Fun gone WrongMay 2, 2017
It’s all fun and games til someone puts out an eye, then it’s fun and games with one eye…. As puppies and Handlers, we all want to have fun and enjoy the time, but at times the line from fun is crossed and becomes obnoxious or even dangerous. So….. (and this is not exclusive to puppy either)
- When/what is “the line” When does fun become obnoxious?
- When that happens, how should we individually and as a community handle it?
- What happens when no is not accepted as no?
- How can we as a community work to educate on what and what isn’t acceptable behavior?
- How do we define the difference between someone actually crossing the line vs someone just having an issue with the person/ex and trying to make problems for them?
Back before I came out as pup I went to a local bar that was hosting a pup night. I took a pup friend of mine there and he was in full gear. Hood tail and leathers. We were having a good time and he was in headspace before too long. We decided to get some food and he scarfed his down and after a few bites I’d turn around and he had taken my plate and was pretending he was going to start munching it down. It was cute. We were having fun. But it was only cute the first couple times. After a bit when I got more food I turned around and my food and drink were gone and so was the pup. At this point it was no longer fun. I was hungry and wanted my stuff back, and despite the fact that he was having fun and being playful, to me it was beginning to get obnoxious and I had to get rather stern (which I dislike) and at that point out became less fun.
The point I made to my friend and the point I’ll emphasize here is, there’s a fine line between playful and obnoxious, and unfortunately that line is invisible to the playful one because unless somebody actually steps in and says it, nobody will know it was bothering anyone. Now maybe it’s only obnoxious to one person, who can easily walk away, but that just means that’s one person who is missing out on the fun. That doesn’t mean they have to shout somebody down for having fun the way they were invited to do so though. We’re all there to have fun and we should remember that[/box] [box] TH: I’m going to start out by disputing any assertion that the “line” is blurred or invisible. To a bio canine it might be, but we are adult humans, aware of what’s going on around us and responsible for our actions. Anyone who says they didn’t know any better…well, sorry, but that’s too often been a cop-out to carry much weight any more. Pups or not, common courtesy and manners are something we should have learned way before going to our first event.
The “line” is very simple: It’s Respect. Respect for other’s personal space and respect for the environment we happen to be in at the moment.[/box] [box] GS: I don’t know about you but deep in full headspace im basically no longer thinking as a human. I’m careful where and when i go into full pupspace. However to someone deep in headspace that line can indeed be blurry.
Respect is extreeeemely subjective.[/box]
[box] TH: I fully appreciate that headspace can be a challenge, but you answered it yourself. Awareness of where and when.[/box]
[box] CJ: I was raised to be respectful of other people in everyday life. Being a nuisance, being loud, being obnoxious, and generally disregarding and disrespecting the people around you is something which everyone should know is unacceptable. Headspace and playfulness is no excuse to break this. So the question becomes; are these pups like this generally or do they have problems controlling themselves when they are playing. I think if they are like this generally then whatever you say is going to fall on deaf ears, so that is the question Papa woof asks, what happens when no is not accepted. I don’t think I could answer that and that is the issue. If they are just a little carried away then clearly they should be receptive to comment, but how do you know which it would be and what do you do if they don’t listen.[/box]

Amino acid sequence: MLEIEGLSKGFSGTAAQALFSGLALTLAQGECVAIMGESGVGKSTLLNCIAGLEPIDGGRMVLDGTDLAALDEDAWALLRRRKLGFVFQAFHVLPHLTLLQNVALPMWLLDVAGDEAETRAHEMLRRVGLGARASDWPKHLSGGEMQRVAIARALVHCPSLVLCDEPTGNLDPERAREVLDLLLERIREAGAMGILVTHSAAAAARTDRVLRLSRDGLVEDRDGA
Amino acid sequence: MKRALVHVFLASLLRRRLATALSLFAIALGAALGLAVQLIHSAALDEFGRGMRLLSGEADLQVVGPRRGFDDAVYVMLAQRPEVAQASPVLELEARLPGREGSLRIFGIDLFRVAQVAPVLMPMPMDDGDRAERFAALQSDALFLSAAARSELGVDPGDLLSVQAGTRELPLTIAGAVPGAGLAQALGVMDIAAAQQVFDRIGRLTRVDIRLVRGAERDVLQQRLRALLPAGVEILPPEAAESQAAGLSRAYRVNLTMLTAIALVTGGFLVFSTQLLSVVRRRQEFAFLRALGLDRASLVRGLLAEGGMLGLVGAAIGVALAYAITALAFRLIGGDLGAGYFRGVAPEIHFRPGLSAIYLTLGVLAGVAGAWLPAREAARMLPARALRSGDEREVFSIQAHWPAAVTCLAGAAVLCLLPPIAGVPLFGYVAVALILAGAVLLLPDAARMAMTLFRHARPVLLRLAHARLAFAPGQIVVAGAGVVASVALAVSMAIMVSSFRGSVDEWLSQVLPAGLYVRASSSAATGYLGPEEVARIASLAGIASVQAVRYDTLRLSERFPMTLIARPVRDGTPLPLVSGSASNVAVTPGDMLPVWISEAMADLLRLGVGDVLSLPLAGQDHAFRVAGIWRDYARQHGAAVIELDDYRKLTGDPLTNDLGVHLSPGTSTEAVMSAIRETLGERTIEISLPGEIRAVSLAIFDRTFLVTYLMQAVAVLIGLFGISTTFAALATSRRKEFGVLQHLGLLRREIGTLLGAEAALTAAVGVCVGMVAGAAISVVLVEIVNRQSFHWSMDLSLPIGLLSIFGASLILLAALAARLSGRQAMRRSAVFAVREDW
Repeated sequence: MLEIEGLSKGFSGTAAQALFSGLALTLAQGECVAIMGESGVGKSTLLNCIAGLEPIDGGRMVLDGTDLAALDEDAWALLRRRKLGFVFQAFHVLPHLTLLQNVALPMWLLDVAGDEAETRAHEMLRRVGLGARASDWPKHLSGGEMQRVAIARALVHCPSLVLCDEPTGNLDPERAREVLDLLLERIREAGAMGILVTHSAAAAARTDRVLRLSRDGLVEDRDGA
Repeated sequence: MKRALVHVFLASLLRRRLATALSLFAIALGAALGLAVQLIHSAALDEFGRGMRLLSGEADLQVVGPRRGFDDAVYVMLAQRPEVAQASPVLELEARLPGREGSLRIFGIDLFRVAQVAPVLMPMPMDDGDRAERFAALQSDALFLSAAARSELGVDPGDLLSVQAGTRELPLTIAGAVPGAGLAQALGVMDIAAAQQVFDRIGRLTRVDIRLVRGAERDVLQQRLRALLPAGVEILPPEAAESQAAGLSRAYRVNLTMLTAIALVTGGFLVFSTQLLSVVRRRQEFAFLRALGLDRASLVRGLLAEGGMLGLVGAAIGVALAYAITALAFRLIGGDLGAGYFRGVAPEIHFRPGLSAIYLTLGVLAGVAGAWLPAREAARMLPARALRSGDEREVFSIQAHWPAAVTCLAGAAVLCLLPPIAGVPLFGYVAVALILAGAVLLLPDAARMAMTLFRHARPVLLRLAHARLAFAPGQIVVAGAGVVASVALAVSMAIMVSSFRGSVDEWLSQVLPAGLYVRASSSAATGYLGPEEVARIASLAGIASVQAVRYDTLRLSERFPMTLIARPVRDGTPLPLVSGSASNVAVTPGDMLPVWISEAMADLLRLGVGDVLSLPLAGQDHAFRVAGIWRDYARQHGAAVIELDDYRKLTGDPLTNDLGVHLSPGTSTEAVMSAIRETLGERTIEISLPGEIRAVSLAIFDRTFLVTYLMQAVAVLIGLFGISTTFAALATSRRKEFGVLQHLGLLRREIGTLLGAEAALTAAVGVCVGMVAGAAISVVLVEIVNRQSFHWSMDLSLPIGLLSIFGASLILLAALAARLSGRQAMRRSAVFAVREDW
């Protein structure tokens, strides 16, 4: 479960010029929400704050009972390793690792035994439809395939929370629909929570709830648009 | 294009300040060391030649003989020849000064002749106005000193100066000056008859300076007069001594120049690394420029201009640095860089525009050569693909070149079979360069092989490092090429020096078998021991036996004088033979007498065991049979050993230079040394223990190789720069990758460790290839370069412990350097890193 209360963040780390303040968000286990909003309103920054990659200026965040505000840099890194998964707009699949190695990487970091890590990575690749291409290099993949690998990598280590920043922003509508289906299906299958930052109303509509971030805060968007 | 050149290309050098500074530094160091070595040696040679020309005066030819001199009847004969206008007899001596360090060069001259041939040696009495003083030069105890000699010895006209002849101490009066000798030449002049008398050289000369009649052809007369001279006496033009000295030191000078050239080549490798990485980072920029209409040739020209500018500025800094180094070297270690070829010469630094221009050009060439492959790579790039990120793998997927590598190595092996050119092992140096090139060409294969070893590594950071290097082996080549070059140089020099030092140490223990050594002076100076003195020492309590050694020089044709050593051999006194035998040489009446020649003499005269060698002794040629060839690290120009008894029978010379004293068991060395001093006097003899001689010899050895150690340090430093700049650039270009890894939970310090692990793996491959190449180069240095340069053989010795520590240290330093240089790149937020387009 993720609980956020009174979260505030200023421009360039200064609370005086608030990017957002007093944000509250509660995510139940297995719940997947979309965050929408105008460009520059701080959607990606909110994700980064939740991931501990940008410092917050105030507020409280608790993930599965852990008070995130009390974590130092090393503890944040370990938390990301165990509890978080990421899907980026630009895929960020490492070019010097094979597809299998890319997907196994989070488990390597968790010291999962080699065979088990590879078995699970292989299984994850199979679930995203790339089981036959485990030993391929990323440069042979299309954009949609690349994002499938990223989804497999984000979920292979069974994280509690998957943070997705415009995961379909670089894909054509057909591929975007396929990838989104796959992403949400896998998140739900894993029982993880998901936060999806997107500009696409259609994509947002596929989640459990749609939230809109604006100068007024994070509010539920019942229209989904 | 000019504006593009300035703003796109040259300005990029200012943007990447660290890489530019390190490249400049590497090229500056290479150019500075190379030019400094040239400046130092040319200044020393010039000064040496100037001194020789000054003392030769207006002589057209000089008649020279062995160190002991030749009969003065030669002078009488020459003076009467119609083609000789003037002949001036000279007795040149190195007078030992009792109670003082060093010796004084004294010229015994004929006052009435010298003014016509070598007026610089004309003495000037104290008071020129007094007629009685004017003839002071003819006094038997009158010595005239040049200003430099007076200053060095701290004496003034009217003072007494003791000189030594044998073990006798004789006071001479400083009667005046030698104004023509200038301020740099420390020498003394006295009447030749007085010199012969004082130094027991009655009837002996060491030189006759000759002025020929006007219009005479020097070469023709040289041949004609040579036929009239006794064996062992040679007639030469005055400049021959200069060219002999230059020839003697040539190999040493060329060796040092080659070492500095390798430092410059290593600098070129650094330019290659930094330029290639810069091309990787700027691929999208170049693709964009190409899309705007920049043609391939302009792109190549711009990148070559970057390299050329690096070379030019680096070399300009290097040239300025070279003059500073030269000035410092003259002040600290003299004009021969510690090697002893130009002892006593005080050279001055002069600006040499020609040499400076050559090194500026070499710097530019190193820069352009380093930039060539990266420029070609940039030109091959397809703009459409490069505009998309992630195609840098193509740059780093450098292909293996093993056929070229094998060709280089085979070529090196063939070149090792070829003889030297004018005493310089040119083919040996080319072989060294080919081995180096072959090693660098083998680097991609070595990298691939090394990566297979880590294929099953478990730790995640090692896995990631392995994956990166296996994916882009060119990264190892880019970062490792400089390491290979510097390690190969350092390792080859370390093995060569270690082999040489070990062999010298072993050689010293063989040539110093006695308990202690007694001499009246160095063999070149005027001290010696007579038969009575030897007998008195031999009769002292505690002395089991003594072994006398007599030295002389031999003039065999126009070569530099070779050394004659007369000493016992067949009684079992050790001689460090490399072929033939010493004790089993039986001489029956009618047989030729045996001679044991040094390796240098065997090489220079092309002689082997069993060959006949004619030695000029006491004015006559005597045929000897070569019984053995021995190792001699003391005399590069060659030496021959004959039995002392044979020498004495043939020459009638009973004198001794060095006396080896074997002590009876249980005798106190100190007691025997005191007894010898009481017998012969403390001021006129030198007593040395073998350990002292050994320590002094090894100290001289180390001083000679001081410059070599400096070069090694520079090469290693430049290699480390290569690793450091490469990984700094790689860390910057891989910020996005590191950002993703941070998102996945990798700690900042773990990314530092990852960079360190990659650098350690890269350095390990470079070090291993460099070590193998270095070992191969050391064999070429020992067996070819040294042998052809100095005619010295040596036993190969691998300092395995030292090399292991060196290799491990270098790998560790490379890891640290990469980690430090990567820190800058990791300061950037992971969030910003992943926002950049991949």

[box] JH: s every event a popularity contest? Because that’s what I see a lot, and problems seem to stem from that also, poor behavior, big egos ect.[/box]
[box] MM: I’ve noticed that far too many pups use the phrase “Head space”to mean that they can do what they want without suffering any consequences. Both in or out of head space the pup is aware of what is right and what is wrong. I have also noted that a lot of the pups seem to grow an extra dose of attitude once they don their gear. In the past I’ve encountered rude comments from groups of pups and handlers because I wasn’t what they thought was their standard of dress or maybe because of how I look. I thought that this behavior was uncalled for and on a couple of occasions made that comment. One of the handlers actually came over to me and said that I needed to excuse their actions because they were in
Head Space”. I informed him that that was no excuse for acting badly. And that’s just how I feel. There is never an excuse for acting rudely.[/box] [box] JT: In my opinion it is my handlers responsibility for the strict training, control and the safety of his pup (and others). In head space I require the guidance and the firm hand of my trainer, human logic is put on hold. Kind of the point. Ugh.[/box] [box] CJ: and that may work when a pup has a handler there, but not all pup’s do.[/box] [box] MM: Not all pups have trainers/handlers.[/box] [box] GP: That’s true but we are all adults and hopefully understand how we would want to be treated when out and about.[/box] [box] MM: One would think so wouldn’t one. By the way. Happy Birthday. I hope that you had a great day.[/box] [box] JA: Well how to handle it when an issue comes up depends on each. With me people try to yell at me about something an that don’t work cause yelling just makes me mad and i don’t listen to 1 damn word. Talk to me normal after asking me y i did something will go much further.[/box]